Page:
Friday, September 12, 2008

Meet Mrs. Dread

I'm sitting in the cafeteria in the middle of a Kindergarten Orientation meeting, and I can't hear a word the principal is saying. It's not because of the crowd of rude parents who are talking over her, but rather, my disturbance is due to the negative feng shui that exists in the room. The principal is standing underneath an awning made to resemble a tropical hut. Giant wooden letters sit on top of its roof. The letters spell out: "NACK HUT." It seems that sometime during the cafeteria mayhem of the school year, the "S" in "SNACK" keeled over, and no one ever bothered to revive it. I'm wondering, "How could this building leader speak under a broken sign?" It's driving me insane. While her mouth forms sounds into the microphone, the anal voice in my head is screaming: "Fix the S!" Before my brain realizes what my legs are doing, I have risen from my seat. I approach the principal in the middle of her speech. Pulling up a chair and stepping up on to it, I ask her to excuse me for just a moment. Confused and slightly alarmed, she pauses, microphone in hand, to stare at me and asks, curtly, what I'm doing. I pick up the fallen letter and return it to its proper location, forming the word: SNACK. "There! Now you can continue," I tell her. The room is silent. I sit back down, smiling. I'm finally relieved. Big brother pipes up from his seat, "Nice job, mommy! Now all the children will understand where to go to get their snacks!" A peal of laughter follows from the parents, and some clap. Making eye contact with the principal I shrug and apologize. "That word was driving me crazy. Now I can actually listen to you....Um, Sorry."

Reflecting on this action, I realize this may not have been the most positive way to introduce myself to the faculty and administrators of my child's school. However, that misspelling made for a very bad presentation, and a truly sad sign. I felt compelled to intervene.

In B.C. times, (Before Children), when I was employed as a teacher, I sometimes encountered "difficult" parents. I called them Mr. or Mrs. Dread behind their backs, of course. There were many reasons why I dreaded dealing with them, but often, I thought these particular adults were pushy, and overly judgemental. I swore I would never become a Mrs. Dread.

I guess the old adage is true: "Never say never." I recall this dusty promise as I'm dialing the number of my child's principal. School hasn't started yet, and it's big brother's first day...of kindergarten. I explain that I have concerns and questions about an optional enrichment program that my son is enrolled in. This may be obnoxious of me, but so what! Reader, who else will advocate for the academic success of my children?

My fear and doubt in the school district mounts during the first week. Big brother gets bullied on the playground, and when he asks an adult for help, he is told to "go play." I only feel more concerned when the teacher sends home notes riddled with grammar mistakes. I send in a note, then call her directly and voice my concerns. I decide to give big brother extra projects once a week to help enrich his learning. All the while, I feel like I've been possessed by Mrs. Dread.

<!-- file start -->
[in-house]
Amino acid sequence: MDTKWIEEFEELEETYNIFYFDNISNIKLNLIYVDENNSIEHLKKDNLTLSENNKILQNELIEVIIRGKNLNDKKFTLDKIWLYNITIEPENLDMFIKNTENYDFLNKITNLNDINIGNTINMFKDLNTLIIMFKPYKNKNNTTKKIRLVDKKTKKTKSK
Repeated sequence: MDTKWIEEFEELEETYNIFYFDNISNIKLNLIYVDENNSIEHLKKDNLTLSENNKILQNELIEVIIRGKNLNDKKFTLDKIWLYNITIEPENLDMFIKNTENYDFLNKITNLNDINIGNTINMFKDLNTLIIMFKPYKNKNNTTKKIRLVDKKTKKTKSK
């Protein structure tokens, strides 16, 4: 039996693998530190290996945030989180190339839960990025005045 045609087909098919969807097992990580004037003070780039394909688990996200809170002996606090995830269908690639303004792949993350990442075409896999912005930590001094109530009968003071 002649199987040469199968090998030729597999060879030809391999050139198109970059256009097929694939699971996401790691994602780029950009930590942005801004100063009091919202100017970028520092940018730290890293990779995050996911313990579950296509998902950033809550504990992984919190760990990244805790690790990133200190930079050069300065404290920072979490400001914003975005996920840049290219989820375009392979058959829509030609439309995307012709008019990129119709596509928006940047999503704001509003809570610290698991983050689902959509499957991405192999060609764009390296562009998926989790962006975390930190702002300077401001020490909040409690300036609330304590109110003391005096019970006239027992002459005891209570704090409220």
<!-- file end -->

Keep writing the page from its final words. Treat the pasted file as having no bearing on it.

This behavior is not like me. I understand that no one is perfect. However, everyone can shoot for excellence. When I was a new teacher I was so nervous, I forgot how to spell word "hamburger." I wrote it like this on the black board: HANDBURGER. Of course I looked dumb, and a kid corrected me. I can relate to the pressures of being a teacher, but as a parent, I feel frustrated. I expect those who are entrusted with my child's academic success to strive to be excellent at what they do, just as I did when I went home from work and secretly checked the spelling of "hamburger" in the dictionary. I never put a hand in a burger again.

By Friday the teacher is responding with extra notes on big brother's progress, and she has worked his enrichment projects into her curriculum. I look into the mirror and realize, the horrible transformation is complete. This is what giving birth has done to me. I am Mrs. Dread, and it turns out that, as Martha Stewart would say, "It's a good thing."

“Excellence can be obtained if more than others think is wise;...risk more than others think is safe;...dream more than others think is practical;...expect more than others think is possible.” - Unknown

1 comment:

Elizabeth Kathryn Gerold-Miller said...

Wow, this post strikes so many chords with me. I was a teacher too and hated dealing with parents. I also had a problem with a boy bullying my son in kindergarten. When the teacher did nothing, my husband told him to push back. He did, and the boys became buddies thereafter! Did you REALLY fix that letter in the middle of her speech or was that just poetic license?

Dear Internet Traveler,

Welcome to my writer's blog, started about six years ago for fun. Over time, the writing I have posted has ranged from personal reflection, to Long Island history research, to tall tales for my own amusement, to feature articles for local newspapers. As you can see from topics listed here, I travel in many mental directions in regard to interests. Click on the tabs and labels to explore my strange mind which senses that you may be having a criss-cross day. If so, perhaps this blog will distract you. However, please note that if you tell me my blog is beautiful just to get me to advertise rhinoplasty surgery and cheap drugs from Canada in your comment, I will ask the gods to give you a tail that cannot be concealed.


Loren Christie

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